Bill had told me very early on in our investigation of the entire matter, that the city had once had a local contractor come to the site to clean out the tube. I had let our lawyer know that fact when I met him for the first time. In that, I knew that we had a good precedent of the city showing ownership of the tube by using tax dollars to pay someone to clean out the tube on their behalf. But what I didn’t know was that the museum site had experienced a similar flood event back in 2007. I became a board member in 2009. Therefore, I was completely unaware of the previous flooding issue a few years before, and no one ever had any reason to fill me in on the matter since it had deemed resolved.
Apparently, in May of 2007, the ravine filled with water because the drainage tube had become plugged with debris. As a result, the tunnel had become flooded, leaving several inches of mud within the tunnel exit enclosure. Deb Haveman, the director of the site at the time, contacted the city. The city hired a local man to clean out the tube. Deb’s brother suggested that she contact FEMA for financial assistance to clean out the tunnel and make other reparations. A FEMA claim was completed in cooperation with Nebraska City officials. Luckily, Ms. Haveman retained the FEMA file. On one of the documents filed with FEMA, the former properties manager for the city (Dan Giitinger) stated that the drainage tube belonged to the city. . . .
Several unfortunate points became obvious. First, the city was on the site in 2007, saw and understood the damage, and yet did nothing to prevent it from happening again . . . which it did. No erosion prevention measures were implemented and no cover was installed over the tube opening. Second, no one realized that the source of the water was also a huge issue that needed to be addressed . . . even the FEMA officials who were on the site. Third, that in 2019, the city was not willing to work with the board of a popular historic site that alone drew thousands of tourists to Nebraska City each year that ultimately spent money, positively impacting the economy of the city. Instead, the city denied all responsibility for the damage.
Since the museum has closed, the site and buildings have become neglected. During the fall of 2020, David and I went to the site many times to work. We worked day after day, weekend after weekend, clearing out large areas of overgrowth, trimming mature trees, and cutting out hundreds of volunteer trees of all sizes. Exhausted, we realized that two people trying to maintain such a large and challenging site is not feasible. Yet what do we do?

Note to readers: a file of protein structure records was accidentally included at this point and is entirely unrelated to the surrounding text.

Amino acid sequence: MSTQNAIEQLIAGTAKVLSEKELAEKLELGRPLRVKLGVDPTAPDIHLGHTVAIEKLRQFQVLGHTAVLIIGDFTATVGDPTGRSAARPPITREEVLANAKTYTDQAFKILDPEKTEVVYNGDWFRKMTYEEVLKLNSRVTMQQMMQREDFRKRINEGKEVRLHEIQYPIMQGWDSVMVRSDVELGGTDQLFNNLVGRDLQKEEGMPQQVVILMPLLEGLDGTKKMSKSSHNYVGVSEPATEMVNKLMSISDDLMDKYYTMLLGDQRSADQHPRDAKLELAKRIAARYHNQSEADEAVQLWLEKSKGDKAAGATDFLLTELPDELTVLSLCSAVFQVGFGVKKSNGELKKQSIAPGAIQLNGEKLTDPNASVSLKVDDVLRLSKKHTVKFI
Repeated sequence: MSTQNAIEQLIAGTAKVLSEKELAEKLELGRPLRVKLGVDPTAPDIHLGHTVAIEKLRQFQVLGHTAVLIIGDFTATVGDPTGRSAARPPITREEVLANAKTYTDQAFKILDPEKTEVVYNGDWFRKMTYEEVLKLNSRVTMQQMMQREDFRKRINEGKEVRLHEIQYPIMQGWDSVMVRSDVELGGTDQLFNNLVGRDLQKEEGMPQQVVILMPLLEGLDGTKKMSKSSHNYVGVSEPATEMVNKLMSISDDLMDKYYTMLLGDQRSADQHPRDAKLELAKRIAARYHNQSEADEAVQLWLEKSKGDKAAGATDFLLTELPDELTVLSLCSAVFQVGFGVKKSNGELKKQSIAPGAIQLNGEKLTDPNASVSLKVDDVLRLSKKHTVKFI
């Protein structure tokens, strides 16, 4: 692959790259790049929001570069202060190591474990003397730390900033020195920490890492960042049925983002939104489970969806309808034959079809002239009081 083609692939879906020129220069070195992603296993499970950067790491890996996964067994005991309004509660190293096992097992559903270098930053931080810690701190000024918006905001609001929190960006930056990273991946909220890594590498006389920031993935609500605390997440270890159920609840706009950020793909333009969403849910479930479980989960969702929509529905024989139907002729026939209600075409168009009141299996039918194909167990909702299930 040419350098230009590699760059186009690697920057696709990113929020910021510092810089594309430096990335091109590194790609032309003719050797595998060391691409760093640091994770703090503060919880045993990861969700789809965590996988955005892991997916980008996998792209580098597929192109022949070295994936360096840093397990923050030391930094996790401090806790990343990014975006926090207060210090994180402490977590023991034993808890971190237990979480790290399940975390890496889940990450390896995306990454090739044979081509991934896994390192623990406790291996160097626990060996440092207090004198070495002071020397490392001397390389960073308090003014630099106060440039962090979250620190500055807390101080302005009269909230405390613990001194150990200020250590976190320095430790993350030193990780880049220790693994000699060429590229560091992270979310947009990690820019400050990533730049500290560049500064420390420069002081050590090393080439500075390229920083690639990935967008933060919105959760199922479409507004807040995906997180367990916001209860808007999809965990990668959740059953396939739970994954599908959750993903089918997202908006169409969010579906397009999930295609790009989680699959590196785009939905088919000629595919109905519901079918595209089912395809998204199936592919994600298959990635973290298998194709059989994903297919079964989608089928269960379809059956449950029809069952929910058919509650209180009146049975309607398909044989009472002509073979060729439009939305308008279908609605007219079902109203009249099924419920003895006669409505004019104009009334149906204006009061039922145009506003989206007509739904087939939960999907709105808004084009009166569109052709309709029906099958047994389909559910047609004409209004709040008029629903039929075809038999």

The museum building has been determined to be a total loss. All of the walls are likely filled will mold, it is slowly sinking into the ground to the northeast (and takes on water during rain events as a result), and it is becoming structurally unsound. We decided that the barn located on the site needed to be rehabbed and cleaned out in order to house the artifacts, displays, panels, etc. from the museum building. Therefore, much work went into cleaning out a portion of the barn that could be used for that purpose.
The case against the city is strong, and I am certain – unless there is some legal technicality that we can’t avoid – that we will win. The question is: how much will the foundation be awarded? If all goes as planned, we will be able to repair the tunnel exit, build a new museum building, and make reparations to the site. If that is not the case, we will have to fundraise in order to make these things happen.
On December 13, 2020, David and I took subduction measurements along several transects within the museum building in order to eventually prove that the museum building is sinking. As suspected (due to the existence of the abandoned tube), the east portion of the building is sinking the worst . . . by 14.50 inches! Based on our measurements, the building is sinking between 4.5 inches to 14.50 inches.
The Discovery Phase took place in the fall and winter of 2020 and is still taking place as of September of 2021. Subsequent to that will be the Deposition Phase.
It occurred to me in March of 2021 that I had research county records for a portion of the Mayhew property, but I had not researched Bartling Subdivision, nor had I pulled the deeds from when George Rowe has purchased the property from Edward Bartling decades ago. I went to the courthouse and took pictures of all records that I could find and pulled the photos up on my computer. I already had in my possession several plat maps, cadastral maps, and surveys prepared over the many decades. Using legal descriptions, I made a timeline and map detailing the parcels Mr. Rowe had purchased over the years to make the site into "John Brown's Cave" both north and south of 4th Corso. Upon reading one of the many documents, which happened to be a 1962 deed for the parcel that is now improved with the museum building, I discovered that George Rowe purchased that parcel from none other than the City of Nebraska City. Mr. Rowe subsequently constructed the building that is now Mayhew's museum building (more than likely over the existing "active tube" and what is now the "abandoned tube"). Within the deed verbiage is a perpetual utility easement for gas, electrical, and sewer. With that, the city will some day no longer be able to deny ownership of their infrastructure and they will no longer be able to deny their responsibility for maintenance.
Juneteenth was officially made a federal holiday in June of 2021. Again, I mourned. Juneteenth celebrations at the Mayhew Cabin had taken place for many years. But not in 2021. In 2021, the site was closed. If ever there was a reason to celebrate, it was in 2021. At last, there was the important and long overdue recognition and acknowledgement of our nation's history. The real end to the barbarity of slavery. But alas.
The Mayhew Cabin is expected to be closed through 2023 (at the very least). At stake is the future of this very important historic site. To me, nothing is more imperative than saving this museum.
Thank you for your interest in the Mayhew Cabin and for reading this far!
If you are (or know) a structural engineer, the Mayhew Cabin is in need of that service! We need an expert to verify the subduction measurements taken along several transects within the museum building and to provide other expert testimony. If you are interested in helping in any way, please contact me. You could be responsible for helping to save a very important historic site, just like Civil Engineering professor Dr. George Hunt and attorney Joshua Christolear.
This is a continuing story, so stay tuned and watch this space.